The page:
Colonized catheter: Growth of ≥ 15 colony forming units (cfu) on semiquantitative culture from catheter tip in the absence of accompanying clinical symptoms.
Exit site infection: Erythema, tenderness, induration, or purulence within 2 cm of the skin at the exit site of the catheter.
Definite catheter-related bacteremia (D-CRB): Isolation of the same organism (i.e., identical species, antibiograms) from semiquantative culture of the catheter and from the blood (drawn from a peripheral veins) of a patient with accompanying clinical symptoms of bloodstream infection and no other apparent source of infection.
Possible catheter-related bacteremia (P-CRB): Bacteremia (isolation of the same organism with identical antibiograms from the blood drawn from peripheral veins and CVC), clinical manifestations of sepsis, defervescence after removal of implicated catheter, but no laboratory confirmation of CVC colonization.
The chi-square or the Fisher's test was used to determine the significant differences between categorical variables. Mann-Whitney U test was used for the continuous variables. The variables that were found to be significant (p ≤ 0.05) in the univariate analysis (catheter insertion site, duration of catheterization and glycopeptide usage) were taken into logistic regression. The software package used for statistical analysis was SPSS for Windows Release 10.0 (SPSS Inc., Chicago, IL., U.S.A.).
The association between CRI and the risk factors (univariate analysis)
CVC insertion site
First catheter inserted
Total parenteral nutrition
Duration of catheterization
≥ 8 day
≤ 7 day
The association between CRI and the risk factors (multivariate analysis)
CVC insertion site
Duration of catheterization
≥ 8 day
≤ 7 day
Microorganisms isolated from catheter tip and CRI
Frequency of microorganism isolated from catheter tip
Frequency of microorganism isolated from CRI
The etiology of CRI was predominantly Gram-positive cocci (n = 32, 71.1%) in patients who were not using glycopeptide antibiotic during catheterization. In contrast, in patients who were using glycopeptide antibiotic during catheterization Gram-positive cocci was only responsible from one (%20) CRI. This difference was significant (p = 0.01).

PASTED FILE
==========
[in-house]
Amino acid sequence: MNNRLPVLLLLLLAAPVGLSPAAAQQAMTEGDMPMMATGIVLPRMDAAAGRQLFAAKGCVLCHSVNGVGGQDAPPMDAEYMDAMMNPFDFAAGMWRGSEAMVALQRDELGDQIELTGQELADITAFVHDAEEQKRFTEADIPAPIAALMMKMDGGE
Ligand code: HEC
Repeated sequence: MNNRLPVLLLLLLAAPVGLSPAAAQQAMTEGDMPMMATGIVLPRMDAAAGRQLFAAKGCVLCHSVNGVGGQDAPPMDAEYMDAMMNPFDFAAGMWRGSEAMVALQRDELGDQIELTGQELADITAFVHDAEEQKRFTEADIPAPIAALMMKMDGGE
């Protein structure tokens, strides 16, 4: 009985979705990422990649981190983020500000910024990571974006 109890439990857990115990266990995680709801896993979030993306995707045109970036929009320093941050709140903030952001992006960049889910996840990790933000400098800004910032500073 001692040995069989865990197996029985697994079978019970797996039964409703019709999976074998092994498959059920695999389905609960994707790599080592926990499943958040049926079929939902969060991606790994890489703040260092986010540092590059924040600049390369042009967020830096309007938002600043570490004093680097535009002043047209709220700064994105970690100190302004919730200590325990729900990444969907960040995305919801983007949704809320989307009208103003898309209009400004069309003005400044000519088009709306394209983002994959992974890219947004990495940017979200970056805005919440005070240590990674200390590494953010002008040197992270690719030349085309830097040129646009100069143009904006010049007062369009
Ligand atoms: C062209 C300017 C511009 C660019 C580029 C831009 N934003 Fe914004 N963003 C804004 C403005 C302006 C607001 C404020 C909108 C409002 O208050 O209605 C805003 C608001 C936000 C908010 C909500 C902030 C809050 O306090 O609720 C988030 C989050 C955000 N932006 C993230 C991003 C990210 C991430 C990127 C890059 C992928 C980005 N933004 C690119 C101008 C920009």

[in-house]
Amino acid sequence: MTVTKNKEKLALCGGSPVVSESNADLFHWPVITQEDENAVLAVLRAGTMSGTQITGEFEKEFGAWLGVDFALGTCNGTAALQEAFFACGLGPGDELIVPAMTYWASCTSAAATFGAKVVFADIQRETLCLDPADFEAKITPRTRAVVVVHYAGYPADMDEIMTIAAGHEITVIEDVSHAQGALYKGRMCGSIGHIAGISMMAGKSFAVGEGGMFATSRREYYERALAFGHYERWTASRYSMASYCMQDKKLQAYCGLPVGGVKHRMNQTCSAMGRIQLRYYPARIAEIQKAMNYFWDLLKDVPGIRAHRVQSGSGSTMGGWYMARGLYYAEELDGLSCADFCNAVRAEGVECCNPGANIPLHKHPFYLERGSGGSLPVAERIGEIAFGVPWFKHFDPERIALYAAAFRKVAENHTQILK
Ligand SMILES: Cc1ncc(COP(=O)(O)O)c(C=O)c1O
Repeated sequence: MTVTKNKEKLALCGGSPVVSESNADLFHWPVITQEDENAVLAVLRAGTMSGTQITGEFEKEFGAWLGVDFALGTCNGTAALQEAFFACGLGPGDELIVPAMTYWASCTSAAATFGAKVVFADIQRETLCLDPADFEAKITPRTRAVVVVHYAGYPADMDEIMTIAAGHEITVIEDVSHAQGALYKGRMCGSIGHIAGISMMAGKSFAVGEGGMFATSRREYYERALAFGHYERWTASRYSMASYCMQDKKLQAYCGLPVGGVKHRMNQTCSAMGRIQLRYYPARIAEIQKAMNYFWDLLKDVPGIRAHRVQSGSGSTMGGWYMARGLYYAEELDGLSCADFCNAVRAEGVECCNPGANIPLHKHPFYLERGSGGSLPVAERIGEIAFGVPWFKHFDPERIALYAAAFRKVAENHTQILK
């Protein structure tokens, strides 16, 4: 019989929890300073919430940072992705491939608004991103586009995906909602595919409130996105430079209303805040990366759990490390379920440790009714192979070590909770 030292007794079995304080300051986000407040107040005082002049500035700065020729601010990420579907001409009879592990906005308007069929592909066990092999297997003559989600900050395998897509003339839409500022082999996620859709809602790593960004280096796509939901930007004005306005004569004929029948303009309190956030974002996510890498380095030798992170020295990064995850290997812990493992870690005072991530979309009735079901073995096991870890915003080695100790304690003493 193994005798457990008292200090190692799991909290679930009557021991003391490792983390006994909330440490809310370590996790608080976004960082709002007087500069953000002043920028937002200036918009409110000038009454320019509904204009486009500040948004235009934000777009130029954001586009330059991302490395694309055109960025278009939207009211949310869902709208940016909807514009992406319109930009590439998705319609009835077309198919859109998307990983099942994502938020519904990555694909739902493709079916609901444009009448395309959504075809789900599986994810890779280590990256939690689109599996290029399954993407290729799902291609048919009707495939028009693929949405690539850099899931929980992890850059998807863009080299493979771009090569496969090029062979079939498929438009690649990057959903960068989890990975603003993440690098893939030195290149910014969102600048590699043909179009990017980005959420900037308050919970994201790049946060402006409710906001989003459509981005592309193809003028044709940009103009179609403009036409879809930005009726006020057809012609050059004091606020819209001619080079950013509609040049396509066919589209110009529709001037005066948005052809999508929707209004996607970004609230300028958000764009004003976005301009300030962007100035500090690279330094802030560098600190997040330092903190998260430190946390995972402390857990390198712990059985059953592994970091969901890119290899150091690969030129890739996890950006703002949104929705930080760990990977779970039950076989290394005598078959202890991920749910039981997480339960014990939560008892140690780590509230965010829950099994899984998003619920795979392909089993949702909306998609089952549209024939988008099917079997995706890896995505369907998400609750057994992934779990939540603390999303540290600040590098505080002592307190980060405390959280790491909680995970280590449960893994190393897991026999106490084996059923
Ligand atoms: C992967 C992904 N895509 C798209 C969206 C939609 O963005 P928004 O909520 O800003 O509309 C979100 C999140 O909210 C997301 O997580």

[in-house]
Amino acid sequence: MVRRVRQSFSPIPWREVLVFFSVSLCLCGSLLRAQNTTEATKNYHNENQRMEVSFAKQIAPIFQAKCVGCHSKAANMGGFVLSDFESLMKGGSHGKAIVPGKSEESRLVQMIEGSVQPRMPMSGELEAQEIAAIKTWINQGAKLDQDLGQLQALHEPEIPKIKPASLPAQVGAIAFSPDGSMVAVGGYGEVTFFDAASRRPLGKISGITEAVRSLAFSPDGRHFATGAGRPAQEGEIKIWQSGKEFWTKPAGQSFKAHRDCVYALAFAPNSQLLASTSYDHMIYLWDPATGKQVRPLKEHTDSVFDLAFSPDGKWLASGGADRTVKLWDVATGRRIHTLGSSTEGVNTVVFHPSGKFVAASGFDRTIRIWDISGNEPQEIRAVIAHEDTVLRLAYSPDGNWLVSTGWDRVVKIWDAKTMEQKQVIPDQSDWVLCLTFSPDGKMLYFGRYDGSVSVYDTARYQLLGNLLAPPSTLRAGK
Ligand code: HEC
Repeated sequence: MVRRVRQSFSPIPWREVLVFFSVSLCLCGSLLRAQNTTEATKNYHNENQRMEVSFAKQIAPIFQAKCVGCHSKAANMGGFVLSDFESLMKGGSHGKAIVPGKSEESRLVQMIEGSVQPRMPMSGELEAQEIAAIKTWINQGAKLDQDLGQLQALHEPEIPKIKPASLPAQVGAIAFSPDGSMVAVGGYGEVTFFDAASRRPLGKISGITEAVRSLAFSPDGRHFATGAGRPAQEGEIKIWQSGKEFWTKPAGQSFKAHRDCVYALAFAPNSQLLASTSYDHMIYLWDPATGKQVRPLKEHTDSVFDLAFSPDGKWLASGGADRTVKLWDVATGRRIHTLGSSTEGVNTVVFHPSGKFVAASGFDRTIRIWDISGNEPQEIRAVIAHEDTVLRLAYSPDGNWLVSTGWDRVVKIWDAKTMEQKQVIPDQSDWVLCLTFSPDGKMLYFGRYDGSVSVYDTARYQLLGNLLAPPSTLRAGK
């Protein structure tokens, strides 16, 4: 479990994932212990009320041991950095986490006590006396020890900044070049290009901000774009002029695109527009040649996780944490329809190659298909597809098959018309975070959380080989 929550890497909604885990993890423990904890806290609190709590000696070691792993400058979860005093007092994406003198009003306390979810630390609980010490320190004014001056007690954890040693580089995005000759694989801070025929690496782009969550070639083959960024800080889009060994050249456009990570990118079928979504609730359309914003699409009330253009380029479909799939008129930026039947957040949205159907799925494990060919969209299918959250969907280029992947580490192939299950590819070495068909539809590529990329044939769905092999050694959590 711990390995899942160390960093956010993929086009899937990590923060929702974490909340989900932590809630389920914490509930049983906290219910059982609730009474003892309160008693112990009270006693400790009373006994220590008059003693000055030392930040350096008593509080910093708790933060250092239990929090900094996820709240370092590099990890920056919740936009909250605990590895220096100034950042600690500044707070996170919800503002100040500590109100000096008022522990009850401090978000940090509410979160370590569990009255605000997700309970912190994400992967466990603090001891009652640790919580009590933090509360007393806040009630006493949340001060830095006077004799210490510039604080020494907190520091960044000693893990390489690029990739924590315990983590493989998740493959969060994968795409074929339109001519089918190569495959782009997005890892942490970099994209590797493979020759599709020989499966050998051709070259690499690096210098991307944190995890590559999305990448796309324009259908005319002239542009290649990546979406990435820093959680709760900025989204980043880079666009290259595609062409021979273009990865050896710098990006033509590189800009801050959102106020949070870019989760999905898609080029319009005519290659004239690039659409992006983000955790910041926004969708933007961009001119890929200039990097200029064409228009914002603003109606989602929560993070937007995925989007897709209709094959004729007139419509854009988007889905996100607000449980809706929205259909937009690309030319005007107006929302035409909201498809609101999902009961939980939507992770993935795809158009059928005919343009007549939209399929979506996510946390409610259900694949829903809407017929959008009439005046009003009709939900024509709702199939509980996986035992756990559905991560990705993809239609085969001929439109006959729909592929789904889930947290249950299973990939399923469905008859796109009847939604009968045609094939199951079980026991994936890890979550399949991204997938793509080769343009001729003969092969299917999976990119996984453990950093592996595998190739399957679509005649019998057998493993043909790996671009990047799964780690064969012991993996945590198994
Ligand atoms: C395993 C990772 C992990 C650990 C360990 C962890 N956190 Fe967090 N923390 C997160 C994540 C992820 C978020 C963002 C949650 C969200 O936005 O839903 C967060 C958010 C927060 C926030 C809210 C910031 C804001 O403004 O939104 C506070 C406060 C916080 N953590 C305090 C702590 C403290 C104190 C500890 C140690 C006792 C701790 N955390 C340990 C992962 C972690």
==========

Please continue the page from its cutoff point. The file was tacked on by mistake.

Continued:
Many different risk factors for CRI in intensive care patients have been reported in the literature [3, 4, 8, 9, 11–13]. These include insertion site, duration of catheterization, type of dressing, type of catheter, frequent manipulations, improper aseptic techniques, number of catheter lumens, type of topical antiseptic solution used and use of the catheter for TPN. The relative importance of one risk factor over another is diffucult to assess given that in most studies only univariate analysis has been performed and estimates of the risk of each factor has not been attempted. We performed a logistic regression to assess the major determinants of CRI and found that the independent predictors of CRI were catheter insertion site, duration of catheterization and antibiotic (glycopeptide) usage.
In our study infection rates of catheters inserted into jugular vein and subclavian vein were 22.7%, 11.9% respectively (p = 0.005). The CVCs inserted to the jugular vein were associated with approximately two and a half times the risk of infection compared with CVC inserted to subclavian vein in the multivariate analysis. It is also reported in other studies that colonization and infection is more likely in catheters inserted to jugular vein than in catheters inserted to subclavian vein [1, 3, 14]. Reasons for the higher infection rate in the jugular vein site is thought to be related to difficulty keeping the dressing in place and contamination with oropharyngeal secretions. Therefore, for catheters inserted to jugular vein, the manipulations should be done with more caution and the oropharyngeal secretions should be prevented to contaminate the catheter. Most of the phycians select the jugular vein for catheter insertion because it is easier to insert the catheter and due to low mechanical complication rate. According to our study and other reports, subclavian vein approach has a significant advantage with respect to insertion site colonization and infection [6, 15, 16]. Therefore, we suggest that the subclavian approach be utilized preferentially for catheterization, provided a serious bleeding diathesis is not present and risk of pneumothorax is not excessive.
In our study the CRI rate was higher for CVCs kept in place for ≥ 8 days (24.2%) in comparison to catheters kept in place for ≤ 7 days (12.9%) (p = 0.03). The CVCs kept in place for ≥ 8 days were associated with approximately two times the risk of infection compared with catheters kept in place for ≤ 7 days. The practise of routinely changing catheters according to some defined time period to reduce the risk of CRI is commonly referred to as "scheduled" replacement [3, 7]. There is little or no support from the literature for scheduled replacement, even though it continues to be a common clinical practice. Cook et al looked at the evidence for scheduled replacement using guide-wire exchanges and/or new site replacements. They found no evidence that scheduled replacement, using either of the replacement techniques, at three days or seven days had any advantage over a replacement based on clinical indication. The other studies also failed to prove any reduction of CRI rates by scheduled replacement[18, 19]. While catheter tip colonization and CRI may increase with CVC duration controversy still exists regarding scheduled changes.